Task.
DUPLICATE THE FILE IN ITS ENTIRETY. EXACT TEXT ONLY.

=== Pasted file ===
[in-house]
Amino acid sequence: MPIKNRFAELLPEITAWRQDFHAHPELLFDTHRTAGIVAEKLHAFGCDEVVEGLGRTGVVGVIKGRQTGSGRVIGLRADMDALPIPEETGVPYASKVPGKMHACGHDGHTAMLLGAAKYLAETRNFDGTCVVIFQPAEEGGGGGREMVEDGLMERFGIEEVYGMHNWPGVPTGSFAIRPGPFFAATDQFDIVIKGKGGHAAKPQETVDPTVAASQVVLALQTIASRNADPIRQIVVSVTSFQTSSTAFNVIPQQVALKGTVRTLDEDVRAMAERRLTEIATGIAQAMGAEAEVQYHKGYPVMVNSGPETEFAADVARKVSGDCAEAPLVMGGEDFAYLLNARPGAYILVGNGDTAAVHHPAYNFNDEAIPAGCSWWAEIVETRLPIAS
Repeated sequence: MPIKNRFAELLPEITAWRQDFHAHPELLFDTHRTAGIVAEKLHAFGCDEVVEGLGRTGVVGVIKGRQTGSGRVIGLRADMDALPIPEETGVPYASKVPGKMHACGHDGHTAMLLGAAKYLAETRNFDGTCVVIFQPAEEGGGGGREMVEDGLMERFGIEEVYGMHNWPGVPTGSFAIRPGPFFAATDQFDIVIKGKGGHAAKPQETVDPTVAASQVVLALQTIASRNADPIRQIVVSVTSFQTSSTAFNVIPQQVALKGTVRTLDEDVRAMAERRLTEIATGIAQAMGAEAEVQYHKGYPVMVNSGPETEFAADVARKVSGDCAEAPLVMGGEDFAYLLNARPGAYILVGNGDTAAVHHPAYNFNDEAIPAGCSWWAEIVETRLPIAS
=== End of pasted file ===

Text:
[in-house]
Amino acid sequence: MPIKNRFAELLPEITAWRQDFHAHPELLFDTHRTAGIVAEKLHAFGCDEVVEGLGRTGVVGVIKGRQTGSGRVIGLRADMDALPIPEETGVPYASKVPGKMHACGHDGHTAMLLGAAKYLAETRNFDGTCVVIFQPAEEGGGGGREMVEDGLMERFGIEEVYGMHNWPGVPTGSFAIRPGPFFAATDQFDIVIKGKGGHAAKPQETVDPTVAASQVVLALQTIASRNADPIRQIVVSVTSFQTSSTAFNVIPQQVALKGTVRTLDEDVRAMAERRLTEIATGIAQAMGAEAEVQYHKGYPVMVNSGPETEFAADVARKVSGDCAEAPLVMGGEDFAYLLNARPGAYILVGNGDTAAVHHPAYNFNDEAIPAGCSWWAEIVETRLPIAS
Repeated sequence: MPIKNRFAELLPEITAWRQDFHAHPELLFDTHRTAGIVAEKLHAFGCDEVVEGLGRTGVVGVIKGRQTGSGRVIGLRADMDALPIPEETGVPYASKVPGKMHACGHDGHTAMLLGAAKYLAETRNFDGTCVVIFQPAEEGGGGGREMVEDGLMERFGIEEVYGMHNWPGVPTGSFAIRPGPFFAATDQFDIVIKGKGGHAAKPQETVDPTVAASQVVLALQTIASRNADPIRQIVVSVTSFQTSSTAFNVIPQQVALKGTVRTLDEDVRAMAERRLTEIATGIAQAMGAEAEVQYHKGYPVMVNSGPETEFAADVARKVSGDCAEAPLVMGGEDFAYLLNARPGAYILVGNGDTAAVHHPAYNFNDEAIPAGCSWWAEIVETRLPIAS